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Jewish World Review
June 24, 2011
/ 22 Sivan, 5771
Headfirst, face down, dive!
If someone has a guide to air mattress protocol, please send it to me.
I spent the past few nights sleeping on an air mattress in our daughter and son-in-law's New Jersey apartment. I had no problem sleeping on the air mattress; my problem was getting off the air mattress.
Your typical small air mattress that sits low to the floor is a wobbly animal. You put one foot down and the other foot pops up. It could well throw a hip out of joint.
Try moving around on the thing one knee at a time and your entire torso pitches forward.
I thought about getting off the air mattress by simply doing a log roll onto the floor, but if a 20-something passed by and saw a woman my age flat on the floor I could be taking a ride in an ambulance before I could explain myself.
Short of alternatives, I wiggled to the edge, raised myself to a sitting position and let the rolling wave of air inside the mattress pitch me headfirst onto the living room floor. At least it was carpeted.
The reason I was camping on the air mattress was that our daughter and son-in-law were relocating and I was with them to watch the twin grandbabies. My job was to keep them from chewing on cable outlets and climbing into empty cardboard boxes, even if it meant they entertained themselves licking the glass doors to the balcony.
One day when the kids went to run a few errands and left me with the babies, it was getting close to naptime. Mine, not the babies. The twins never want to nap. Only the people who take care of them want to nap. I thought I could wear them out playing on the air mattress.
I plopped their 15-pound bodies in the middle of the air mattress. They promptly demonstrated my problem in confronting the air mattress. I had been shy and retiring, letting the air mattress shove me around when I should have been shoving it around. The babies proved that the best way to get an upper hand was to get up on all four, then throw yourself, preferably face down, onto the air mattress. With arms and legs flailing, they would then quickly roll close to the edge, whereupon I would lunge to their quadrant of the air mattress, grab them by their legs and pull them back to center.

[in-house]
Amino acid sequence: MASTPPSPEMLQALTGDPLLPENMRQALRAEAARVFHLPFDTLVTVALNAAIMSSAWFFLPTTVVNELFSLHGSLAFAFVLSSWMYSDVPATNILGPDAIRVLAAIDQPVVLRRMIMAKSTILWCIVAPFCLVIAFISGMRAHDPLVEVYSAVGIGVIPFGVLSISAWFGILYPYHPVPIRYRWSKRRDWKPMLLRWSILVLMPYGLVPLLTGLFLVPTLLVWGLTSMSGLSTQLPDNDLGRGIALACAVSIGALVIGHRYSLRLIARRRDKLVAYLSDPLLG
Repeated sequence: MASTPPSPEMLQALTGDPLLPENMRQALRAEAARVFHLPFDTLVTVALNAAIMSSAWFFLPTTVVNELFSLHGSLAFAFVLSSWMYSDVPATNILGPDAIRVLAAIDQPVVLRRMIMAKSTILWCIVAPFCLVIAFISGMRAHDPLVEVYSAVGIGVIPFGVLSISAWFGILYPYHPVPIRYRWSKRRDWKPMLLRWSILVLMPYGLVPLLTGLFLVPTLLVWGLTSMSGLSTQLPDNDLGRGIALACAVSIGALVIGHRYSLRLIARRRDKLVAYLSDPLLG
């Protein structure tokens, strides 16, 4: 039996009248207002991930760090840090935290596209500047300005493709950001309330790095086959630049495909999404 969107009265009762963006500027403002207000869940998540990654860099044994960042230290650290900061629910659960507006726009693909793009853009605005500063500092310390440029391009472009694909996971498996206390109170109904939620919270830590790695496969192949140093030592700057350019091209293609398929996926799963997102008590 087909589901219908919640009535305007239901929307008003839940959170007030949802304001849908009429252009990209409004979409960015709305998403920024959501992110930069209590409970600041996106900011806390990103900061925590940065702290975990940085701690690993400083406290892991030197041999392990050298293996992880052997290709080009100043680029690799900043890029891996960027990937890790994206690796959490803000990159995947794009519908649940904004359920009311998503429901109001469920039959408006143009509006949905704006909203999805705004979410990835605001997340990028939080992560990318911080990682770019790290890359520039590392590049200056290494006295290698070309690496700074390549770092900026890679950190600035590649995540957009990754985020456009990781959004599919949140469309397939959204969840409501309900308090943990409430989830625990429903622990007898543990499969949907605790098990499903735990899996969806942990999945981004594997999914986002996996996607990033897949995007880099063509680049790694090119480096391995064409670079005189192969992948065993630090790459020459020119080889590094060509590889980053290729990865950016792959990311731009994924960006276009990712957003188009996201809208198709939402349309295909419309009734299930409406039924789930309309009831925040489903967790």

I worried this might frustrate the little varmints. For the next hour and a half they expressed their frustration by repeatedly getting on all four and throwing themselves headlong onto the air mattress, giggling, chortling and screaming.
The only thing more entertaining than trying to body slam the air out of the air mattress was playing "Get Grandma." This was a little game where the babies threw themselves on top of Grandma on top of the air mattress, which sent rolling waves through the air mattress, pitching everyone from side to side, all the while trying to pull out Grandma's eyeballs, dig their sharp nails into Grandma's face and pull Grandma's hair.
Nearly two hours of playtime on the air mattress served a useful purpose. It was absolutely and utterly exhausting.
I slept through the night. And in the morning I knew exactly how to get off the air mattress. I asked my daughter to get me off the contraption by yanking on both my legs.
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JWR contributor Lori Borgman is the author of , most recently, "Catching Christmas" (Click HERE to purchase. Sales help fund JWR.) and I Was a Better Mother Before I Had Kids To comment, please click here. To visit her website click here.
© 2009, Lori Borgman